Three major developments with regard to regional and domestic peace have taken place in one single day:
(a) in a jungle of southern Punjab’s Muzaffargarh district, Lashkar-e-Jhangvi (LeJ) chief Malik Ishaq, his two sons and 11 fellow militants are killed in what the Punjab government claims a `shootout with police’. Under his leadership, LeJ claimed some of the bloodiest attacks on Shias in country’s recent history and the attack on the Sri Lankan cricket team in Lahore.
(b) spelling out the successes of the Zarb-e-Azb operation, the army chief, General Raheel Sharif, has told the world community that not only will the operation help establish sustained peace in Pakistan, it will also contribute towards global efforts aimed at obtaining peace in the entire region
(c) the Afghan government has made a startling claim, which was later confirmed by Taliban themselves although they had initially maintained a studies silence. According to it, Taliban supremo died two years ago due to an illness. Looking deeper into these developments, one comes across a bigger picture that has emerged following these developments: peace in Pakistan and Afghanistan is a sine qua non or something that is absolutely needed.
There can be counter and even militating claims with regard to the circumstances that preceded the killings of LeJ leader and his fellow militants. The sectarian party that he formed and led has been seen as close to al Qaeda; and it is said to have developed links with Islamic State in recent months that pitted it not only against the Pakistan state but global and regional powers.
The police claims that Malik Ishaq was arrested on Saturday, he was being moved to identify an arms cache when his fellow militants attacked the police convoy in Muzaffargarh. The elimination of much of the top leadership of LeJ in one go gives birth to a key question: Was Malik Ishaq not listening to the warnings of the country’s security establishment that is determined to annihilate all terrorists and curtail extremists of various hues and shades following the launch of the operation Zarb-e-Azb?
Insofar as the Afghan government’s claim that Mulla Omar died two years ago was concerned, it was a clear threatening move aimed at frightening its rivals-Taliban. That Taliban supreme leader Mulla Omar has died is a development that will certainly bode ill for the struggle of Taliban. “The government of Islamic Republic of Afghanistan, based on credible information, confirms that Mulla Mohammad Omar, leader of the Taliban, died in April 2013 in Pakistan,” a statement from the presidential palace said.
A senior Afghan official reportedly said that “he [Mulla Omar] was buried in Zabul province (southern Afghanistan)”. The timing of such disclosure was intriguing that could have been tested on the touchstone of a fact: the claim was made two days prior to the second round of Afghan government-Taliban talks scheduled for today at the country’s picturesque Murree resort.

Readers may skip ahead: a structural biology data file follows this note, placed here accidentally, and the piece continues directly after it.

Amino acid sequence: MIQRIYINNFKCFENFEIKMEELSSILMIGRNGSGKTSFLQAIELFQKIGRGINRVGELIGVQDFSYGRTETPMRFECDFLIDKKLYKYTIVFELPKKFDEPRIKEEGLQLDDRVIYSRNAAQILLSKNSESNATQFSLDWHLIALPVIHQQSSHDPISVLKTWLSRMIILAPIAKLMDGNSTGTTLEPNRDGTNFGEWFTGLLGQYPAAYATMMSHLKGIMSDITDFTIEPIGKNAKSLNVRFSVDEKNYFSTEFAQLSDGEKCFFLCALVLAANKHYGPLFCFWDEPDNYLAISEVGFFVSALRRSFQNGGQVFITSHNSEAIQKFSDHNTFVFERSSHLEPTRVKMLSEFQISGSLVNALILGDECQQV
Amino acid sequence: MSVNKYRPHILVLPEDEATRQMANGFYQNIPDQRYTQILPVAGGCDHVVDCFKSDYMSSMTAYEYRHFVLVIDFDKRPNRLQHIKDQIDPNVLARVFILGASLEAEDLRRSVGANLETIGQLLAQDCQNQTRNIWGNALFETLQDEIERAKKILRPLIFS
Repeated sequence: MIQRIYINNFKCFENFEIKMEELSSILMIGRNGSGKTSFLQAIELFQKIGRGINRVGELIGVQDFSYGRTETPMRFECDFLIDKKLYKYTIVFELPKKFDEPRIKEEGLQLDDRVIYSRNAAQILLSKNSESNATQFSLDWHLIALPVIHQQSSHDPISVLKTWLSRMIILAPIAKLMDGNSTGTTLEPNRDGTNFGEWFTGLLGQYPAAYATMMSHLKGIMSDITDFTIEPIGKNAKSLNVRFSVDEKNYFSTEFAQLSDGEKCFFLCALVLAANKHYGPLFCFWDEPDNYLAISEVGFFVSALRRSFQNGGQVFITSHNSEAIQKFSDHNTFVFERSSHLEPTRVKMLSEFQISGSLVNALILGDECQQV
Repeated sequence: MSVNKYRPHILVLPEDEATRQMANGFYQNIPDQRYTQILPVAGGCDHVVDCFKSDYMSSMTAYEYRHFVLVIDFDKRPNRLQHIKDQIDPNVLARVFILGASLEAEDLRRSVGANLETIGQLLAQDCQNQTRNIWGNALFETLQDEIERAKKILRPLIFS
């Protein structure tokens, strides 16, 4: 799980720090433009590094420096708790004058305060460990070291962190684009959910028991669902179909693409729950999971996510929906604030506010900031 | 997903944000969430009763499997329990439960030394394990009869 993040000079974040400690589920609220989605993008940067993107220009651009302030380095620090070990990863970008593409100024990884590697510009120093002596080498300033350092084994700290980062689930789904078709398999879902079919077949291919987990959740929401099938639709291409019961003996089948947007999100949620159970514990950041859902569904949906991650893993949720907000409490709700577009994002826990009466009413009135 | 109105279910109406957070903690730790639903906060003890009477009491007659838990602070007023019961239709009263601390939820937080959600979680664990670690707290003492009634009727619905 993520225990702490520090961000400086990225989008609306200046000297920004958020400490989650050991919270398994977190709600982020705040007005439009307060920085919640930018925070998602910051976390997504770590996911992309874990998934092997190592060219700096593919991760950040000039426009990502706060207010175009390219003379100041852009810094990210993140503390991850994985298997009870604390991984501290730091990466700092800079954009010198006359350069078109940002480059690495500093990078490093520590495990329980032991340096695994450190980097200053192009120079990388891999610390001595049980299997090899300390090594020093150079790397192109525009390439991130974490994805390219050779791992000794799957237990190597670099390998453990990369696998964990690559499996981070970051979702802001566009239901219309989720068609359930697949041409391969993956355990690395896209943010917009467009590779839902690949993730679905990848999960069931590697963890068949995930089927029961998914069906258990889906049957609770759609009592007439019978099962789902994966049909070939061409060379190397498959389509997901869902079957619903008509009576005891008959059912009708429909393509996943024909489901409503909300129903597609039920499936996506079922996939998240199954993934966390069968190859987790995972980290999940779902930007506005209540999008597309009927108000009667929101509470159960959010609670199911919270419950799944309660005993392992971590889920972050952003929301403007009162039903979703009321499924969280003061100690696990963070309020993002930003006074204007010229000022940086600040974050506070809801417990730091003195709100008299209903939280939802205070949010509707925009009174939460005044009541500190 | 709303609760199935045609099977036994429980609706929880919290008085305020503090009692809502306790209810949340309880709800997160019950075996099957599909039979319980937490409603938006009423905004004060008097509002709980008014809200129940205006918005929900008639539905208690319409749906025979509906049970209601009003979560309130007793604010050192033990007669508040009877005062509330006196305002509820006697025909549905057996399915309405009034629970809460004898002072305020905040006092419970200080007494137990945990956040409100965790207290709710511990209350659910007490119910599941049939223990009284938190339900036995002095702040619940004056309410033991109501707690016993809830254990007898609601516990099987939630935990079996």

The disclosure was clearly aimed at catapulting the Afghan side to a position of strength at the Murree dialogue. There was a question how the death of Mulla Omar will play out in the second round of talks and beyond after the White House termed it “credible”. The answer became evident as soon as Afghan Taliban postponed the second round of talks with the representatives of Afghan government as they ultimately confirmed the death of their leader Mulla Omar. “The leadership of the Islamic Emirate and the family of Mulla Omar… announce that leader Mulla Omar died due to a sickness,” a Taliban statement said.
It is now quite clear that the Taliban now face the process of choosing a successor to Mulla Omar who led them for some 20 years, although it has been widely speculated that the Taliban deputy Mulla Akhtar Mansour is leading the race to take over while Omar’s son Mulla Yakoub has also been favoured by some top Taliban leaders, but he is considered too young for this post.
Without confirming or rejecting reports, country’s Foreign Office said yesterday: “In view of the reports regarding the death of Mulla Omar and the resulting uncertainty, and at the request of the Afghan Taliban leadership, the second round of the Afghan peace talks, which was scheduled to be held in Pakistan on 31 July 2015, is being postponed.” The reports regarding the death of Mulla Omar have not certainly augured well for the second round of Afghan talks after Afghan and Taliban representatives, who were facilitated by Pakistan for an Afghan-owned resolution of the issue, held their first face-to-face dialogue at Murree with a view to ending the 14-year-old insurgency earlier this month.
They had agreed to meet again on coming weeks or July 31 (today). It is, however, quite clear that the Afghan peace process, which is also enjoying the support of China and the US, has received a setback in confirmation of Mulla Omar’s death as Taliban are now likely to focus more on their internal challenges than talks with the Afghan government representatives. His death could be a boon for the Islamic State which is struggling to gain a foothold in Afghanistan.